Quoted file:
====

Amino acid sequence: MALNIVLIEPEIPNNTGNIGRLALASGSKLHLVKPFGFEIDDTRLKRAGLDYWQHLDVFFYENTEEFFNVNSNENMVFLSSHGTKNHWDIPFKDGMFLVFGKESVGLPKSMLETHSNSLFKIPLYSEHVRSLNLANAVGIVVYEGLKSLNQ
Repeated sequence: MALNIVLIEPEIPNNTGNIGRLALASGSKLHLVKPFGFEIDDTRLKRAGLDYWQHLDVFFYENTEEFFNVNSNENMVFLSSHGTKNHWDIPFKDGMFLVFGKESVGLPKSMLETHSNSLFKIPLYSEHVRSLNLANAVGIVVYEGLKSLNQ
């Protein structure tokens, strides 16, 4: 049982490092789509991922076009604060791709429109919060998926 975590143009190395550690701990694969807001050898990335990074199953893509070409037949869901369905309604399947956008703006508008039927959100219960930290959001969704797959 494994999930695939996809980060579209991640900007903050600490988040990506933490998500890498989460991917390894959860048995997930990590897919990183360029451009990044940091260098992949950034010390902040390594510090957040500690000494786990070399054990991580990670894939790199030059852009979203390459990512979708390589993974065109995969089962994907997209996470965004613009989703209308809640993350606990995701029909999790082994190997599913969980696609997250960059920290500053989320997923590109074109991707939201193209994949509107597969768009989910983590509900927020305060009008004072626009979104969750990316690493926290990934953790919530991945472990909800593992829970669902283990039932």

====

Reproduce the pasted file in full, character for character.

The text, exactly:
Amino acid sequence: MALNIVLIEPEIPNNTGNIGRLALASGSKLHLVKPFGFEIDDTRLKRAGLDYWQHLDVFFYENTEEFFNVNSNENMVFLSSHGTKNHWDIPFKDGMFLVFGKESVGLPKSMLETHSNSLFKIPLYSEHVRSLNLANAVGIVVYEGLKSLNQ
Repeated sequence: MALNIVLIEPEIPNNTGNIGRLALASGSKLHLVKPFGFEIDDTRLKRAGLDYWQHLDVFFYENTEEFFNVNSNENMVFLSSHGTKNHWDIPFKDGMFLVFGKESVGLPKSMLETHSNSLFKIPLYSEHVRSLNLANAVGIVVYEGLKSLNQ
């Protein structure tokens, strides 16, 4: 049982490092789509991922076009604060791709429109919060998926 975590143009190395550690701990694969807001050898990335990074199953893509070409037949869901369905309604399947956008703006508008039927959100219960930290959001969704797959 494994999930695939996809980060579209991640900007903050600490988040990506933490998500890498989460991917390894959860048995997930990590897919990183360029451009990044940091260098992949950034010390902040390594510090957040500690000494786990070399054990991580990670894939790199030059852009979203390459990512979708390589993974065109995969089962994907997209996470965004613009989703209308809640993350606990995701029909999790082994190997599913969980696609997250960059920290500053989320997923590109074109991707939201193209994949509107597969768009989910983590509900927020305060009008004072626009979104969750990316690493926290990934953790919530991945472990909800593992829970669902283990039932």